We hope you have enjoyed the 5 part series on the topic of cesarian deliveries. If you missed out on the last one called “Ok C-Section moms, what’s the big deal?” you should definitely catch up, it is worth the read:)! Below is the final post in our 5 part series, thank you so much Catherine for writing for us, we have learned a lot!
Being pregnant and delivering a baby comes with a lot of questions and new experiences. Some are tales some are true. Here are the top questions we get at www.cpanty.com. Most are c-section related but not all!
During a c-section to they really take my uterus out?!
Ouch that almost sounds worse than it is…and it’s bad enough! First “taking the uterus out” does not mean removing the uterus and not putting it back. But yes, the uterus is what is commonly called exteriorized or brought outside the body. “What?!”, you say, “take the whole thing out?” Yup, the whole thing and the fallopian tubes as well since they are attached.
There are two good reasons for having the uterus outside the body. The amazing uterus is contracting whether the delivery is by cesarean or not. You can imagine trying to sew a moving object in a paper bag without seeing it would be a challenge. The same is true for a contracting and shrinking uterus inside the abdominal cavity. Being able to see the incision in the uterus and sew it closed while seeing it is preferred by many surgeons. One other good reason is to examine the uterus and fallopian tubes. The physician can do a visual inspection of the uterus to make sure the surgical technique was perfect as well as to do a quick visual exam of any other problems. Call it the most thorough Ob/Gyn exam you’ll ever get!
So, that sore tummy after your c-section? Not so much from pushing if you pushed before delivery or from weak abdominals. It is largely from the disruption, aka separation, movement and handling of the tissues between the uterus and abdomen during surgery. The soreness and recovery curve in the area can last a bit, getting better daily but still recovering for up to 3 months. So, speaking of tissue disruption, on to question #2.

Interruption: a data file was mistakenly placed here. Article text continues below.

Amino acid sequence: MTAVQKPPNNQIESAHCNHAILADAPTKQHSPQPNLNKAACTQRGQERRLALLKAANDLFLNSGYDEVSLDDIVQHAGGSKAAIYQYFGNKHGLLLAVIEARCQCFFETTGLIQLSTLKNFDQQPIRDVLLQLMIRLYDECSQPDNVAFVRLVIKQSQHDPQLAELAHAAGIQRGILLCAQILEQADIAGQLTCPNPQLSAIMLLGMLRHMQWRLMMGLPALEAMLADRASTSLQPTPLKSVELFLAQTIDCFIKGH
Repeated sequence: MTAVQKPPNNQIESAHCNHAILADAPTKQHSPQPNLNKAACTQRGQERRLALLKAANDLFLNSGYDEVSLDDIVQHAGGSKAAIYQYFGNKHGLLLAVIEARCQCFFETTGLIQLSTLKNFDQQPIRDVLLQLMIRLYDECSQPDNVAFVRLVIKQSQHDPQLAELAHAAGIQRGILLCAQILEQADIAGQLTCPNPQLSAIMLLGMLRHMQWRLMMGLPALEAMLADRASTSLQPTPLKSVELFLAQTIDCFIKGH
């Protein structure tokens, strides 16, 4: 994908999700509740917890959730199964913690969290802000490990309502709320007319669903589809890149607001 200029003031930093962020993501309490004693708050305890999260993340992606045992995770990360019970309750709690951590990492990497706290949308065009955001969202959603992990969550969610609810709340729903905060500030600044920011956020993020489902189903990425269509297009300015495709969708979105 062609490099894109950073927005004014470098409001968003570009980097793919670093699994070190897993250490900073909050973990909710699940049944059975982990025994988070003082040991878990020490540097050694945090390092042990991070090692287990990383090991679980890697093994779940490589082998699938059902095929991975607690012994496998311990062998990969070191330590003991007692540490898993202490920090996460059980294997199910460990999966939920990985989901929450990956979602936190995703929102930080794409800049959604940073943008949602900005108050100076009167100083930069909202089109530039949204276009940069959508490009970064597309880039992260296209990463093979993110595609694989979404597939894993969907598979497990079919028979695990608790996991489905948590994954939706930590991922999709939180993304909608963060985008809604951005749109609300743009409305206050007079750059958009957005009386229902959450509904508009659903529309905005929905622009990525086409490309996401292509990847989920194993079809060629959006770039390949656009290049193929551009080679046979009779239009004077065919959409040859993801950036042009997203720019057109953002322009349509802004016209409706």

Do they really go through 7 tissue layers during a c-section?
Yes, they do…depending on how you count! The seven “layers” are the skin, fat (don’t remind me!), rectus sheath (fancy word for the coating over the abs), the rectus (abs, which are split along the grain so somewhat more separated than cut apart), the parietal peritoneum (first layer surrounding the organs), the loose peritoneum and then the uterus, which is a very thick muscular layer.
So, again, sore in the belly? Feeling bad you don’t feel back to normal in three weeks? Lots of work went on in there. Tissue healing is aggressive for three months but persists actively for 6 months and then slowly for up to a year. Rest when you need it, get permission for heavy activities and enjoy baby while giving yourself a mental break for not feeling like a million bucks everyday.
Is it true your uterus increases 500x during pregnancy?
Lets just start with the uterus expands a lot! As far as the 500%, it depends on what the 500x means. Think back to high school math with length vs area vs volume. In general, the uterus is about 6cm x 5cm x 2cm and when at full term it is 30cm x 23cm x 22cm. So for length, it increases 5x, for area, it increases about 250x (that is the L x W x H answer). For volume, however, if you consider the uterus as a sphere (4/3 pi r3 anyone?), it increases about 500x. (Brookside’s Obstetric and Newborn Care, Emedicine.com)
Another chance to forgive yourself, stretch anything 500x and think how fast it’ll go back. I cant think of anything except silly putty that would do that! No more hard knocks for less than flat abs right away!
Why do I still bleed vaginally if I had a c-section?
The uterus still has remaining vascular activity after delivery. Once the incision is closed up, the only way for remaining blood and discharge to get out is the old fashioned natural way, through the vaginal opening. Just a word of caution, bleeding may be a little inconsistent, but if it is increasing over time (whether you had vaginal or cesarean delivery), see your doctor.
At least I wont #2, right? Does everyone really poop during labor?
Ok, finally something that c-section moms get the better deal on! No pooping during delivery. (For those of you that pushed, pooped, then c’d, two jewels in your crown!) Not that it is that bad, but lets face it, most of us rather have a constitutional in private. We surveyed 5 obs/delivery nurses. Some of the answers…
“90%”, “I stopped noticing by the time I was a resident” and our favorite “They lied when they said you didn’t poop”. Bottom line, they don’t care so moms shouldn’t either!
This is the last in the installment of blogs for Mom 4 Life from C-Panty, The After Cesarean Underwear. We are proud to be part of the Mom 4 Life community and are grateful for the opportunity to spread our mission of providing great c-section and post-partum recovery products while also working to educate and empower moms. Thanks for listening in!
Warm regards, Catherine Brooks OTR, MPH
M. Meunier MD,
C-Panty CEO and Consultant: 18 years of experience in post-surgical rehabilitation in New York City and San Diego and five even more challenging and exciting years of experience as a mom of a three. (All by cesarean, of course!)